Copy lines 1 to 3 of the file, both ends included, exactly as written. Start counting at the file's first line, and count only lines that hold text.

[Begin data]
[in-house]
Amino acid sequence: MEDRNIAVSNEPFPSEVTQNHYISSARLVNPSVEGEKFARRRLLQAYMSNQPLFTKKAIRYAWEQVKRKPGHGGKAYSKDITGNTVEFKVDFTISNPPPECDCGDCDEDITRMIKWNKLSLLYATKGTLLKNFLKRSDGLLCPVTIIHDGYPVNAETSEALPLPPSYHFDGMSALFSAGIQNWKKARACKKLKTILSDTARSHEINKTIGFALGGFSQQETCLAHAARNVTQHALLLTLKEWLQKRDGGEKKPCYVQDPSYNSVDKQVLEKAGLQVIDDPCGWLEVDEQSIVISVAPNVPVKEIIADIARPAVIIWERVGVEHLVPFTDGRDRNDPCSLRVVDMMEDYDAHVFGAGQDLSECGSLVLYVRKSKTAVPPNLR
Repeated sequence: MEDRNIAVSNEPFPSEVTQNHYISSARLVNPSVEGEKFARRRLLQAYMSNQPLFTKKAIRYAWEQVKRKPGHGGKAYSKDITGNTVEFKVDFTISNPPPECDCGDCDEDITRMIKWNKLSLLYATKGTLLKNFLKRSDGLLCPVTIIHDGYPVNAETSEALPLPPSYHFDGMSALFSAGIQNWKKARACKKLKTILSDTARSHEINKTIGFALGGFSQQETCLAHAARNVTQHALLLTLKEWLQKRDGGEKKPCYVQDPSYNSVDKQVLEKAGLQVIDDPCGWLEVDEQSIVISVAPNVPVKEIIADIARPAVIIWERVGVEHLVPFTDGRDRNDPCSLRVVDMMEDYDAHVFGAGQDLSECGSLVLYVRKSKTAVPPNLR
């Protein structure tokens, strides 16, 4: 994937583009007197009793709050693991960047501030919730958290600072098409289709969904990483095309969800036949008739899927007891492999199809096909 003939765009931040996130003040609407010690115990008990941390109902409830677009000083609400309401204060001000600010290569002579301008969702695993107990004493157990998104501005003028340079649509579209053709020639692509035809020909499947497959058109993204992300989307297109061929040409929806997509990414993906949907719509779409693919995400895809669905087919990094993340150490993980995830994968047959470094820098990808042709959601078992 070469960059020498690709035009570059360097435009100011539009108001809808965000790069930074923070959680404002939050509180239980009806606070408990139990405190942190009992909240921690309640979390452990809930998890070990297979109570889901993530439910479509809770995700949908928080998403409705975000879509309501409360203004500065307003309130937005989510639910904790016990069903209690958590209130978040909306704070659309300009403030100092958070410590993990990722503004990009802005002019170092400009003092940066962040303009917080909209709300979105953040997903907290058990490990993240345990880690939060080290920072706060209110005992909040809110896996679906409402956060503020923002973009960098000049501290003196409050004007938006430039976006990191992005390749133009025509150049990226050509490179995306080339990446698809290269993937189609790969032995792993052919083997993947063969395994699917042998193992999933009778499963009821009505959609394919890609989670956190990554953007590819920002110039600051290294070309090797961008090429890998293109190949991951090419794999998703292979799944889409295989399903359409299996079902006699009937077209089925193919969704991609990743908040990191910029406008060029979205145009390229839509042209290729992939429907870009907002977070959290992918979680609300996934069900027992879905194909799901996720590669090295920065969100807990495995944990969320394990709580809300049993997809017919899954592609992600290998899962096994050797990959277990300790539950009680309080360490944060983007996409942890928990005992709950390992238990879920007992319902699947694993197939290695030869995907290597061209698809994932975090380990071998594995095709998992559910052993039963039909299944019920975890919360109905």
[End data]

[in-house]
Amino acid sequence: MEDRNIAVSNEPFPSEVTQNHYISSARLVNPSVEGEKFARRRLLQAYMSNQPLFTKKAIRYAWEQVKRKPGHGGKAYSKDITGNTVEFKVDFTISNPPPECDCGDCDEDITRMIKWNKLSLLYATKGTLLKNFLKRSDGLLCPVTIIHDGYPVNAETSEALPLPPSYHFDGMSALFSAGIQNWKKARACKKLKTILSDTARSHEINKTIGFALGGFSQQETCLAHAARNVTQHALLLTLKEWLQKRDGGEKKPCYVQDPSYNSVDKQVLEKAGLQVIDDPCGWLEVDEQSIVISVAPNVPVKEIIADIARPAVIIWERVGVEHLVPFTDGRDRNDPCSLRVVDMMEDYDAHVFGAGQDLSECGSLVLYVRKSKTAVPPNLR
Repeated sequence: MEDRNIAVSNEPFPSEVTQNHYISSARLVNPSVEGEKFARRRLLQAYMSNQPLFTKKAIRYAWEQVKRKPGHGGKAYSKDITGNTVEFKVDFTISNPPPECDCGDCDEDITRMIKWNKLSLLYATKGTLLKNFLKRSDGLLCPVTIIHDGYPVNAETSEALPLPPSYHFDGMSALFSAGIQNWKKARACKKLKTILSDTARSHEINKTIGFALGGFSQQETCLAHAARNVTQHALLLTLKEWLQKRDGGEKKPCYVQDPSYNSVDKQVLEKAGLQVIDDPCGWLEVDEQSIVISVAPNVPVKEIIADIARPAVIIWERVGVEHLVPFTDGRDRNDPCSLRVVDMMEDYDAHVFGAGQDLSECGSLVLYVRKSKTAVPPNLR